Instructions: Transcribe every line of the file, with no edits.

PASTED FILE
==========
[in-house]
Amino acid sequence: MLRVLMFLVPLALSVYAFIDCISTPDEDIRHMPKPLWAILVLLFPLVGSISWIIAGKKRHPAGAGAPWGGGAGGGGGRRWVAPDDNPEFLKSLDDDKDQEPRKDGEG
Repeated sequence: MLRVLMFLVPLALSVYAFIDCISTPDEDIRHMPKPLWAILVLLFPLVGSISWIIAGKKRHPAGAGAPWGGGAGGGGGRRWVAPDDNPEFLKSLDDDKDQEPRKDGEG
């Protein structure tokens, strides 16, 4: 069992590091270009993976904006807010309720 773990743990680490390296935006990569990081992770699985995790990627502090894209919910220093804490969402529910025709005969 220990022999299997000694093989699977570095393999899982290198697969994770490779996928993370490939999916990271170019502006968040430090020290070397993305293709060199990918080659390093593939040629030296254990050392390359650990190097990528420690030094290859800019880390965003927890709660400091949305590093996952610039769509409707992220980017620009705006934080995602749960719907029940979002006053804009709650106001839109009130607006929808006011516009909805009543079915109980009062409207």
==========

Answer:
[in-house]
Amino acid sequence: MLRVLMFLVPLALSVYAFIDCISTPDEDIRHMPKPLWAILVLLFPLVGSISWIIAGKKRHPAGAGAPWGGGAGGGGGRRWVAPDDNPEFLKSLDDDKDQEPRKDGEG
Repeated sequence: MLRVLMFLVPLALSVYAFIDCISTPDEDIRHMPKPLWAILVLLFPLVGSISWIIAGKKRHPAGAGAPWGGGAGGGGGRRWVAPDDNPEFLKSLDDDKDQEPRKDGEG
């Protein structure tokens, strides 16, 4: 069992590091270009993976904006807010309720 773990743990680490390296935006990569990081992770699985995790990627502090894209919910220093804490969402529910025709005969 220990022999299997000694093989699977570095393999899982290198697969994770490779996928993370490939999916990271170019502006968040430090020290070397993305293709060199990918080659390093593939040629030296254990050392390359650990190097990528420690030094290859800019880390965003927890709660400091949305590093996952610039769509409707992220980017620009705006934080995602749960719907029940979002006053804009709650106001839109009130607006929808006011516009909805009543079915109980009062409207």